Reviewer Gordon Osmond : Gordon is a produced and award-winning playwright and author of: So You Think You Know English--A Guide to English for Those Who Think They Don't Need One, Wet Firecrackers--The Unauthorized Autobiography of Gordon Osmond and his debut novel Slipping on Stardust.
He has reviewed books and stageplays for http://CurtainUp.com and for the Bertha Klausner International Literary Agency. He is a graduate of Columbia College and Columbia Law School and practiced law on Wall Street for many years before concentrating on writing fiction and non-fiction. You can find out more about Gordon by clicking HERE
Over the past 15 years, entrepreneur Tom Salonek has been collecting and sharing in various Minneapolis publications his thoughts about running a successful business. Prompted by contemporary economic challenges, if not crises, Salonek has, for more general publication, put all of this "stuff" (the author's word, not mine) into this book.
Notwithstanding the author's lack of enthusiasm therefor, his book reads very much like a PowerPoint presentation. Heavily outlined with bullets, headlines, and punchy platitudes, the book rarely takes the reader to any areas of detailed discussion or analysis. Indeed, a substantial part of the work could be summarized without much sacrifice of enlightenment, by saying, "Successful business leaders should think carefully about hiring top-notch employees and contractors, and about communicating regularly, compassionately, and clearly with all of them in defining goals, providing incentives, and measuring results."
The prevailingly uncontroversial character of the author's message is occasionally relieved by advice that could be rationally challenged.
The recommendation to include spouses in a company's social events is at least worthy of discussion as applied to some corporate populations.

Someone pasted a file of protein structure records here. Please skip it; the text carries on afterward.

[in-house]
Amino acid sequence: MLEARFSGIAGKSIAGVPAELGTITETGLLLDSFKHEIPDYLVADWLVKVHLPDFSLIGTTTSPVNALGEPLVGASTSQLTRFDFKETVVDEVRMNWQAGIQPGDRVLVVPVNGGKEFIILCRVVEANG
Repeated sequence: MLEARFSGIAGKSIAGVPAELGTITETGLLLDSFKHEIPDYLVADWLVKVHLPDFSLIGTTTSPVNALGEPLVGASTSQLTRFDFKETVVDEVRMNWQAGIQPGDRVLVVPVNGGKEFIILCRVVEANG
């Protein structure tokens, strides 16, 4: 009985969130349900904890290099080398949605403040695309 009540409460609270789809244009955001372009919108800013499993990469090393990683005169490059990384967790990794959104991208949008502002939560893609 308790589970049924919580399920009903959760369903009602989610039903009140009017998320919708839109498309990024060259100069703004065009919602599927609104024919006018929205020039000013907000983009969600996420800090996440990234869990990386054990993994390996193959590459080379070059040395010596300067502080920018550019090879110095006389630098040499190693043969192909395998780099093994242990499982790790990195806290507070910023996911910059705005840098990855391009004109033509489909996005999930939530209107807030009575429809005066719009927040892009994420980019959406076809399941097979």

The author's suggestion that bad news be communicated without positive buffering is contrary to the advice of most business communication experts, who espouse the "ABA" format wherein negative news is preceded and followed by some positive messaging.
The author's proposed rejection letter for unsuccessful job applicants similarly struck me as gratuitously blunt.
As one who remembers as most useful to me teachers who were most critical and stingy with praise, I would also take issue with the efficiency of effusive and notorious praise.
My favorite part of the book is when the author encourages note taking and suggests initiating meetings wherein controversial topics are likely to be addressed with a discussion of relatively uncontroversial matters.
Along with the obligatory copyright notice, which curiously includes a glaring typo in its first line, the author also disclaims any professional expertise. This may actually be more than pro forma particularly when the author discusses the termination of prior contractors involved with proprietary information, the use of corporate assets for charitable contributions, and hiring policies which focus on good "cultural fits."
Except for a reference to "an projects" and a sentence arrangement that gives the reader the impression that the 7S program has only six components, the book is generally well edited.
The author states in an introductory note that he was troubled about how to decide among gender-specific pronouns, a dilemma he resolved in favor of the masculine gender (not tense as the author states.) In practice, however, the author sometimes resorts to the admittedly awkward "he or she" and at another point actually shifts from "he" to "she" in a single sentence. This conundrum can almost always be solved simply by shifting from singular to plural antecedent nouns, as in changing, "It also frees the leader from daily tasks, which allows him or her to think about the big picture. . . " to "It also frees leaders from daily tasks, which allow them to . . . "
The book also contains links to useful online business materials that add specifics to the well intentioned and harmless generalities of the book's guidelines.
Click Here To Purchase Building A Winning Business: 70 Takeaways For Creating A Company That Will Remain Strong During Good And Bad Economic Times